In September 2012, two-year-old conservative-oriented People's Voice Party (HAS Parti) dissolved itself and joined the ruling Justice and Development Party (AKP) with a majority of its delegates' votes.[58] In July 2012, following long-held speculation that former HSP leader Numan Kurtulmuş was on Prime Minister Erdoğan's mind as his possible successor as party head, Erdoğan personally proposed to Kurtulmuş the idea of merging the parties under the umbrella of the AKP.

Election results

Presidential elections
Election date Party leader Number of votes received Percentage of votes
August 10, 2014 Recep Tayyip Erdoğan 21,000,143 51.79%
General elections
Election date Party leader Number of votes received Percentage of votes Number of deputies
November 3, 2002 Recep Tayyip Erdoğan 10,763,904 34.26% 363
July 22, 2007 Recep Tayyip Erdoğan 16,327,291 46.58% 341
June 12, 2011 Recep Tayyip Erdoğan 21,442,206 49.83% 326
June 7, 2015 Ahmet Davutoğlu 18,851,953 40.86% 258
November 1, 2015 Ahmet Davutoğlu 23,990,53 49.48% 316
Local elections
Election date Party leader Provincial council votes Percentage of votes Number of municipalities
March 28, 2004 Recep Tayyip Erdoğan 13,447,287 41.67% 1750
March 29, 2009 Recep Tayyip Erdoğan 15,353,553 38.39% 1404
March 30, 2014 Recep Tayyip Erdoğan 17,802,976 42.87% 818
Referendums
Election date Party leader Yes vote Percentage No vote Percentage AK Party's support
October 21, 2007 Recep Tayyip Erdoğan 19,422,714 68.95 8,744,947 31.05 Yes vote
September 12, 2010 Recep Tayyip Erdoğan 21,789,180 57.88 15,854,113 42.12 Yes vote

Footnotes

  • ^† "AK PARTİ" (in all capital letters) is the self-declared abbreviation of the name of the party, as stated in Article 3 of the party charter,[59] while "AKP" is mostly preferred by its opponents; the supporters prefer "AK PARTİ" since the word "ak" in Turkish means "white", "clean", or "unblemished," lending a positive impression.[60][61] The Chief Public Prosecutor of the Supreme Court of Appeals initially used "AKP", but after an objection from the party,[62] "AKP" was replaced with "Adalet ve Kalkınma Partisi" (without abbreviation) in documents.

Literature

See also

References

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  4. ^ a b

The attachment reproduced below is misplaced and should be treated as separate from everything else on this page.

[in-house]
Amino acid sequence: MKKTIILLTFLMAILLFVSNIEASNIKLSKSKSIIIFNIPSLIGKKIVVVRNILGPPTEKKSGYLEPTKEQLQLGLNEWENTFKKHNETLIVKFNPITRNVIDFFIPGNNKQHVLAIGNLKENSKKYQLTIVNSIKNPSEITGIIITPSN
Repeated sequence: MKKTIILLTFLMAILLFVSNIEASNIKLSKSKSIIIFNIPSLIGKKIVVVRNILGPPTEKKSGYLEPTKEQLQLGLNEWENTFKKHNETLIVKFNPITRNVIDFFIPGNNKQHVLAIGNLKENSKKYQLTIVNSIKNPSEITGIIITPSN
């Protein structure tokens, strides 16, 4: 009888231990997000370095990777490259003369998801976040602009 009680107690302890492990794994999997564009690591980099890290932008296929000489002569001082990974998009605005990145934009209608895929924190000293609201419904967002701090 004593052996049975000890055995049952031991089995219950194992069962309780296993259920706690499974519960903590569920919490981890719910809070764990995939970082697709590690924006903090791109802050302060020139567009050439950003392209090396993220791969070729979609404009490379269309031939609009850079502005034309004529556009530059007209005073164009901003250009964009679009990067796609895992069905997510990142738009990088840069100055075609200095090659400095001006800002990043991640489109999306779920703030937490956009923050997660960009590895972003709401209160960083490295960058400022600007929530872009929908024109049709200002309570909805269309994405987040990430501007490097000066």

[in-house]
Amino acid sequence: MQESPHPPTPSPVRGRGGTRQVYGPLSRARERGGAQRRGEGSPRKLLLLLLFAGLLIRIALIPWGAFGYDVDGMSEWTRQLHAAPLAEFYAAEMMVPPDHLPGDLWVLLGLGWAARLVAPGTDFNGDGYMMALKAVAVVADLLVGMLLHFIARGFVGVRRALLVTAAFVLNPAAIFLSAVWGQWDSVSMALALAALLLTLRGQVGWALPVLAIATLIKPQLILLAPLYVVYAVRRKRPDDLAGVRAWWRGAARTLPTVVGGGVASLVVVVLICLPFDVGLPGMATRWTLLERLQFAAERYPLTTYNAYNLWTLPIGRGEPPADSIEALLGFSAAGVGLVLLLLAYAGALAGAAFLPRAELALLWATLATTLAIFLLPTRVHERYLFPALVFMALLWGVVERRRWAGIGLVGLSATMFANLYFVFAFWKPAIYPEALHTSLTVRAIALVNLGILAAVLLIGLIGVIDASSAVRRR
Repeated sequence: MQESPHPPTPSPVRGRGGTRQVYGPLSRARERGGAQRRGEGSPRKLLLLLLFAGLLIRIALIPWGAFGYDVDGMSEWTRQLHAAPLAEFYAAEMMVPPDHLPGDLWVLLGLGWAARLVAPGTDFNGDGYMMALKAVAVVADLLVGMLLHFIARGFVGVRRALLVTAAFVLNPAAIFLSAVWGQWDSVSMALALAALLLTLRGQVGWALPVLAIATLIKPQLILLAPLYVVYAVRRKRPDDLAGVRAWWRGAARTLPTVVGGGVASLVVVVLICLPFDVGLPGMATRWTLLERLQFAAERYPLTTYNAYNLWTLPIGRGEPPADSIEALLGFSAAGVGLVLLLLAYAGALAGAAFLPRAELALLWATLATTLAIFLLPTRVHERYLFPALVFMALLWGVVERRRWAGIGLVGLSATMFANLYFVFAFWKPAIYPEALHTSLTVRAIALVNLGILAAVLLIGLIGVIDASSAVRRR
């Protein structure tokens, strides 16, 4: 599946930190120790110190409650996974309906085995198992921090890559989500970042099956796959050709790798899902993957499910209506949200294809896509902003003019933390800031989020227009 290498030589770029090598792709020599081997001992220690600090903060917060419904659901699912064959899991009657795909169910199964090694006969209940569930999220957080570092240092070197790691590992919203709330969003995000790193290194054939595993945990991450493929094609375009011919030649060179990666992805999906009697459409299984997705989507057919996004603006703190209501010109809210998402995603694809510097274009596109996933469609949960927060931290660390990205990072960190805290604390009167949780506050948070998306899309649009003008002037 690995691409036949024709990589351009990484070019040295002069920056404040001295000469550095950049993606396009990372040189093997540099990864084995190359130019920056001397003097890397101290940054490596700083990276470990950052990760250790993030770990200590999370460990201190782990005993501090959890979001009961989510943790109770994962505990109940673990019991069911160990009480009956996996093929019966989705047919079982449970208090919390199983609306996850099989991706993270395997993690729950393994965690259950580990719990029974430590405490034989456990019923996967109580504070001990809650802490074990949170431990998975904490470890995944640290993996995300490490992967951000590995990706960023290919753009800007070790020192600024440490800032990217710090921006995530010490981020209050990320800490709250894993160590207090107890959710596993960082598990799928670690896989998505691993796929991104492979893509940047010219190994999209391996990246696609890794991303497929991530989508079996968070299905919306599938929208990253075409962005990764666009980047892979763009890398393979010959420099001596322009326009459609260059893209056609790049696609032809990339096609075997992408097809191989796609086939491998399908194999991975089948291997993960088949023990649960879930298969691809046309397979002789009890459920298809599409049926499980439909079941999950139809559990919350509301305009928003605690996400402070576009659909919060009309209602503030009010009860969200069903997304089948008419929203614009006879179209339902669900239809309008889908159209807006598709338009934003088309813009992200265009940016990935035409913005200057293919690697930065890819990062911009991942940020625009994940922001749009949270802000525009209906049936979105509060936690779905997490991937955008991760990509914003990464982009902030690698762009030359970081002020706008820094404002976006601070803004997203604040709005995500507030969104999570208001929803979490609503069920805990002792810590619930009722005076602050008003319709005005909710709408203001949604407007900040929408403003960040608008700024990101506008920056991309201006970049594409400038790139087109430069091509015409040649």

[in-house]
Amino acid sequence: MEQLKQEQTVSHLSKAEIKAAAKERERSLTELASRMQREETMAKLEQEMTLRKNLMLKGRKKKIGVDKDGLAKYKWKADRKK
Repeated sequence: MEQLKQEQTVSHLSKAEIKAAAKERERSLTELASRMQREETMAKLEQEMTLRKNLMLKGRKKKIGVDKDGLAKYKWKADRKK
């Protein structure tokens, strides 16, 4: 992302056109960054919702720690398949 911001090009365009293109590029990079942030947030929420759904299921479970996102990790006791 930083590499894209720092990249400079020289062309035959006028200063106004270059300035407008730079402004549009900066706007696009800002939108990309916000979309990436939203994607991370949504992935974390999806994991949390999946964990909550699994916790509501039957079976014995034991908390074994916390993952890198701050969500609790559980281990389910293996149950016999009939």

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  7. ^ a b
  8. ^ a b
  9. ^
  10. ^ a b
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  13. ^ http://www.iuee.eu/pdf-dossier/12/VsjcpWMGTq1zMjSMgwnh.PDF
  14. ^ a b
  15. ^
  16. ^
  17. ^
  18. ^
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  20. ^
  21. ^
  22. ^ http://www.islamianaliz.com/haber/iste-akpnin-yeni-secim-sarkisi-tam-bir-osmanli-torunu-reisle-girdi-kol-kola-davutoglu-ahmet-hoca-video/13121/
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  29. ^
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  34. ^ http://haber.gazetevatan.com/0/122728/4/Yazarlar/73
  35. ^
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  37. ^
  38. ^
  39. ^
  40. ^
  41. ^
  42. ^
  43. ^
  44. ^
  45. ^
  46. ^
  47. ^ Today's Zaman, 19 August 2013, AK Party to ask for retrial by Constitutional Court
  48. ^
  49. ^ "Secular rally targets Turkish PM," BBC News, April 14, 2007.
  50. ^ "Turkey's ruling party announces FM Gul as presidential candidate," Xinhua, April 24, 2007.
  51. ^
  52. ^
  53. ^
  54. ^
  55. ^
  56. ^
  57. ^
  58. ^
  59. ^
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  61. ^
  62. ^ Ebru Toktar and Ersin Bal. "Laiklik anlayışlarımız farklı" (Turkish). Akşam, 2008-05-07.

External links

  • Official website (English) (Turkish)
  • AK Youth (Turkish)
  • AK Party Political Academy (Turkish)
  • AK Kanal (Turkish)
  • AK İcraatlar (Turkish)